[W-MA-21] Iron Loss Analysis of an SR Motor Accounting for Hysteresis and Eddy Current Distribution

1. Introduction
2. Conventional Issues and Proposed Methods
 2.1 Issues Regarding SR motor Iron Loss Evaluation
 2.2 Proposed Eddy Current Loss Analysis Methods
 2.3 Proposed Hysteresis Loss Analysis Method
3. Basic Characteristic Analysis of the Test Machine
 3.1 Test Machine Specifications
 3.2 Comparing Inductance between the Physical Measurements and the Analysis
 3.3 Comparing Torque Between the Physical Measurements and the Analysis
4. Test Machine Verification for Iron Loss
 4.1 Calculation Result Comparison for Iron Loss Using a Conventional Method and Proposed Method
 4.2 Analyzing Hysteresis Loss and Eddy Current Loss
5. Conclusion
6. References


1. Introduction
Switched reluctance motors (hereafter referred to as an “SR motor”) are highly durable, robust, and have low costs since they do not use permanent magnets. Since the magnetic flux density waveform of an SR motor’s iron core differs from those of AC motors, such as PM synchronous motors and induction motors, it has been pointed out that accuracy cannot be achieved using conventional iron loss evaluation methods(1)(2). We used a new method which can evaluate iron loss in high accuracy even with magnetic density wave form for SR motors, and gained positive results when comparing with actual measurements. This paper reports on the findings of this research.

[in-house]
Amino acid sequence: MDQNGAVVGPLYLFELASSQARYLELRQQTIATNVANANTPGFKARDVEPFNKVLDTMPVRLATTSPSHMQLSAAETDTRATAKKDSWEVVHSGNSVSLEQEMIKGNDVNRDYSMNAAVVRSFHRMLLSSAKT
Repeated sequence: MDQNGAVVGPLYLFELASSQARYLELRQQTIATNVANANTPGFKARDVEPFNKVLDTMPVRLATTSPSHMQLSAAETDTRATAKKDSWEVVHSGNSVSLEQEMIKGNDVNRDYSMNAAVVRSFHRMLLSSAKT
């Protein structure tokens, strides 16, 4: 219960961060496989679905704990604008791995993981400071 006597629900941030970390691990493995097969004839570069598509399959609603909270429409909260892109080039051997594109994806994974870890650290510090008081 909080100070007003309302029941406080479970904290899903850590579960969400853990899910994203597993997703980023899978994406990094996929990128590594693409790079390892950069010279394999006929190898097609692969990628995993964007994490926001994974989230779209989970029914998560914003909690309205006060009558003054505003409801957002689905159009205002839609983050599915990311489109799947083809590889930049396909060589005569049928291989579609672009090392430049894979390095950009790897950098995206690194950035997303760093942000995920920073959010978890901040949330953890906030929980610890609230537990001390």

2. Conventional Issues and Proposed Methods

2.1 Issues Regarding SR motor Iron Loss Evaluation

Traditionally, the Steinmetz’s empirical law or expanded methods based on this law have been widely used (hereafter referred to as “conventional methods”). With these methods, each coefficient of the empirical law is determined using the iron loss characteristics which are measured with sinusoidal magnetic flux applied to an electromagnetic steel sheet using the Epstein’s method or single sheet test method. However, the magnetic flux density history of the iron core in the SR motor varies widely from the sine-wave-shaped magnetic flux. For example, magnetic flux density history for the stator ends is as shown in fig. 1. As this figures shows, magnetic flux density is not composed of a sine wave, but higher harmonic components.

50H1300 loop (lower side)

Hysteresis loss distribution

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